So-called “no-knock” search warrants — a tool used with increasing frequency since the 2001 USA PATRIOT Act greatly expanded their availability — have proved extremely dangerous to civilians on the receiving end of such actions. A scandal involving the use of such a warrant earlier this year in Houston, Texas, however, illustrates just how dangerous these situations can be to everyoneinvolved, including the law enforcement officers executing such warrants; especially if undertaken with little or no regard for truth or accountability.
In January, 59-year old Navy veteran Dennis Tuttle and his wife were suddenly shaken by the sound of their front door being smashed in. What happened next left both Tuttle and his wife dead from gunshot wounds, and five Houston police officers injured. The police had been hoping to find large quantities of heroin in the Tuttle’s home. What they came away with — in addition to two human beings shot dead, five officers injured, and one pet dog killed — was a small amount of drugs.
Most tragically, however, is the fact this surprise raid appears to have been based not on facts, but on false statements made by Gerald Goines, the officer in charge of the operation, in order to secure permission from the judge to carry out the no-knock operation. The human tragedy of this operation is compounded in the refusal by the Houston Police Department to admit error, accept responsibility, and improve procedures going forward. Moreover, and in a move clearly designed to further shield the police department from responsibility, Police Chief Art Acevedo used the tragedy as a pretext to blame insufficient “gun control” in testimony before a congressional committee just days later.
Standard and constitutionally-based procedures for executing search warrants require the officers involved to announce their presence before entering the premises to be searched or in which a suspect is to be arrested. Furthermore, and in order for the suspect or suspects opportunity to challenge the constitutional propriety of the search, the police are required to leave a written inventory of items seized.Exceptions to these rules appropriately address circumstances such as when pre-entry announcement would pose a clear danger to the police or a hostage, would result in vital evidence being destroyed, or would put at risk an important and continuing investigation.
No-knock exceptions to standard search warrant procedures, however, have been expanded statutorily by the USA PATRIOT Act and by police procedures in many jurisdictions that have come to rely increasingly on SWAT team-type searches, even in circumstances that carry little if any expectation of violence. While the avowed purpose for such expansion has been to address searches conducted within the context of terrorism investigations, in recent years, the exceptions have come to swallow the rule.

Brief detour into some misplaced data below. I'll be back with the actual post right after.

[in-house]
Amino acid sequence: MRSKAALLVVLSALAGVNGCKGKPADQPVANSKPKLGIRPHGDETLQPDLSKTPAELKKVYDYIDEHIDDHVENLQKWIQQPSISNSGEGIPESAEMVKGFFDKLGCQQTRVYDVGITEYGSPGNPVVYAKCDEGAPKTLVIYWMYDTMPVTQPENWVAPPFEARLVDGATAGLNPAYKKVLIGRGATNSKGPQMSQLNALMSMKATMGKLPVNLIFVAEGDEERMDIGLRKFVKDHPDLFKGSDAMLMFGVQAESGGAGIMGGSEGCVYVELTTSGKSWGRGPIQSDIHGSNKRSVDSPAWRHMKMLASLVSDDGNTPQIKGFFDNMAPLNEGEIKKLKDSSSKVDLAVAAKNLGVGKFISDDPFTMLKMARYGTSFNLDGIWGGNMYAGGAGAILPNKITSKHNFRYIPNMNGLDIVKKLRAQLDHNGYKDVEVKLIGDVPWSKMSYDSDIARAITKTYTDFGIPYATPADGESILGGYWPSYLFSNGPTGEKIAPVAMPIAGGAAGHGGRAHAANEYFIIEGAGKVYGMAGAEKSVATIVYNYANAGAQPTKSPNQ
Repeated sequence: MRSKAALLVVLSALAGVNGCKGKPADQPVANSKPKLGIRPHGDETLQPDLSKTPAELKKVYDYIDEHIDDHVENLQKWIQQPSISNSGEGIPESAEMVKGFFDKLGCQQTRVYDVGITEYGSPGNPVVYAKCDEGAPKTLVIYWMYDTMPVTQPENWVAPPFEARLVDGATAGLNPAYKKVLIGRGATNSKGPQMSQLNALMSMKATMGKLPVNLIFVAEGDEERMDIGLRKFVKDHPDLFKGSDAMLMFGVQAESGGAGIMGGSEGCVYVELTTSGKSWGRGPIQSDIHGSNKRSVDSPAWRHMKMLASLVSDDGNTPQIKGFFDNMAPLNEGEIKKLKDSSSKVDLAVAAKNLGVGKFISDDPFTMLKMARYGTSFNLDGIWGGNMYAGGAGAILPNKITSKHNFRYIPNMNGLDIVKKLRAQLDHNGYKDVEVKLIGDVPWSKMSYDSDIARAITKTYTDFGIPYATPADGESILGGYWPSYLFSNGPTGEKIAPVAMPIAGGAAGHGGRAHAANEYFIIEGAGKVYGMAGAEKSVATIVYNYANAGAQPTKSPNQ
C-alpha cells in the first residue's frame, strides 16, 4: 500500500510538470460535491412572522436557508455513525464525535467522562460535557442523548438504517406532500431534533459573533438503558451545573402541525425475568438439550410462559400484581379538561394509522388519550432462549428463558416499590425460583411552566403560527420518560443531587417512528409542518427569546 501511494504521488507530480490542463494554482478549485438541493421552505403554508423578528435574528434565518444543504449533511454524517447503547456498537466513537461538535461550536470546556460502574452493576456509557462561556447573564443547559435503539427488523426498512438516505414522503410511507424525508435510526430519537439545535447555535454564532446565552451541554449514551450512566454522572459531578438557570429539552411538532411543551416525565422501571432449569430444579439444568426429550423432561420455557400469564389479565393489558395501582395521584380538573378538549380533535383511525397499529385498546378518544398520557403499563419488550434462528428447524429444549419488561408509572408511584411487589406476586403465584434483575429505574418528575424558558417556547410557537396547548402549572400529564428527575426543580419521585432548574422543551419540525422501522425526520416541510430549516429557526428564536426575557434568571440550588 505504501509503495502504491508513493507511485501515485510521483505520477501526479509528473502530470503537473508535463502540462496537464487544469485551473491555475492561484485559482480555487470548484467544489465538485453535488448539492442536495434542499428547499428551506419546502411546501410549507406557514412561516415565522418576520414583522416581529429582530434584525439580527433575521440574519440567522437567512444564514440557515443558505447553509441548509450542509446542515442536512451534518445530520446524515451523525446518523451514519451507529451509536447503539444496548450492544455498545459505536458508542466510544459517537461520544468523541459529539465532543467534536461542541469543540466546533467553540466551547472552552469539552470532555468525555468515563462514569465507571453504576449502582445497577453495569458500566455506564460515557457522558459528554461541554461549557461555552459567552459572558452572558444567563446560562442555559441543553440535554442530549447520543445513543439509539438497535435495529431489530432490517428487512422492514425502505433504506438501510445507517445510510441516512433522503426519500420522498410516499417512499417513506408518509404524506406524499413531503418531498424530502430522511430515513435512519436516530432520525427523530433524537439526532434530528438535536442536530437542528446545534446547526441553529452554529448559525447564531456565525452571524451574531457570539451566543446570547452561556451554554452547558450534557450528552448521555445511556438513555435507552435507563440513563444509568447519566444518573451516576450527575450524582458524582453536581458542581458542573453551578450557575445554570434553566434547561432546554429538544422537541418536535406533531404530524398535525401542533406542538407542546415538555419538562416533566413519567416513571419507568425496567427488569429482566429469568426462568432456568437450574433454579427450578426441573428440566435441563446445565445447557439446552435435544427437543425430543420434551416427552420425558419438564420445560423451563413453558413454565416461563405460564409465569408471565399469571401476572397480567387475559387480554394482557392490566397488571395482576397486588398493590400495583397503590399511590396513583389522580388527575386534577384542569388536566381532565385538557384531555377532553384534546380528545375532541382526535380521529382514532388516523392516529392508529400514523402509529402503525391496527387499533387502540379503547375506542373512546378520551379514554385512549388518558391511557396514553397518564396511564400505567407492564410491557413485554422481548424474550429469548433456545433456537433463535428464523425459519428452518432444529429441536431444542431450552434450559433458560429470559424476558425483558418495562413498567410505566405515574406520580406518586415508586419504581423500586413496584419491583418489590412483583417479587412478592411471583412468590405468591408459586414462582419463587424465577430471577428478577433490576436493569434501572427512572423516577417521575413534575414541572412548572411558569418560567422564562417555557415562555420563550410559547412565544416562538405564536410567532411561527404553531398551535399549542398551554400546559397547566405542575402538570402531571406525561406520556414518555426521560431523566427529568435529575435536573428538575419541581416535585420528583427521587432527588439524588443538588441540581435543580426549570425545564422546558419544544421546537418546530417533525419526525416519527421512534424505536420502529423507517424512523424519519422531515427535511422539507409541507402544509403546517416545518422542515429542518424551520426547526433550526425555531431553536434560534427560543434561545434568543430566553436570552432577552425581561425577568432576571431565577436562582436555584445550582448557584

Criminologist Peter Kraska estimated in 2006 that over a 25-year period, the use of no-knock warrants increased from 3,000 in 1981 to more than 50,000. The New York Times also found that no-knock raids from 2010 to 2016 resulted in the deaths of at least 94 people, including 13 police officers. This data suggests the incident in Houston is far from unusual.
As Washington Post columnist Radley Balko, a dogged watchdog of police abuse, noted in his column last month, the dangers of no-knock raids “create violence and confrontation where there was none before…sow confusion and chaos, and thus have a very thin margin for error.” Balko concluded that this, in combination with intentionally bad information from criminal informants (along with corruption such as in the Houston incident), produce results that are increasingly dangerous for civilians and police.
Yet, instead of serving as a lesson in bad policing practices, the death and destruction from no-knock warrants have bolstered calls from many police chiefs, including Houston’s, for more stringent gun control generally. This blame-shifting makes it more difficult to correct abuses such as apparently occurred in the lead-up to the botched Tuttle raid in Houston, and thereby further endangers both police and civilians.
Mandating “universal background checks” for all firearms transactions, or making it easier for judges to issue orders seizing a person’s firearm(s) because they might in the future commit a violent act — measures currently under consideration by the Congress — have nothing whatever to do with the issue at hand; despite Acevedo’s attempt to make it appear so.
The relevant and important issue which Congress as well as state and local governments should be addressing in the wake of the tragic no-knock raid in Houston, is how to protect against the minority of police departments that refuse to hold their officers accountable, or that fail to properly train officers in how to plan and conduct search warrants in the first place.
There is a proper role for the federal government in this process, by tracking, highlighting and limiting such abuses; but it is not to further curtail the ability of law-abiding citizens to exercise their rights guaranteed to them by the Second Amendment.
While far from the only recent example of a no-knock raid gone tragically wrong, the Houston example should serve as a clear warning sign that no-knock raids are in need of immediate and serious reform. And these efforts must not be permitted to be obscured by disingenuous efforts by the gun-control lobby or by the few “bad apples” like Goines and Acevedo, to further the gun-control agenda always lurking in the shadows of any tragedy involving the use of a firearm.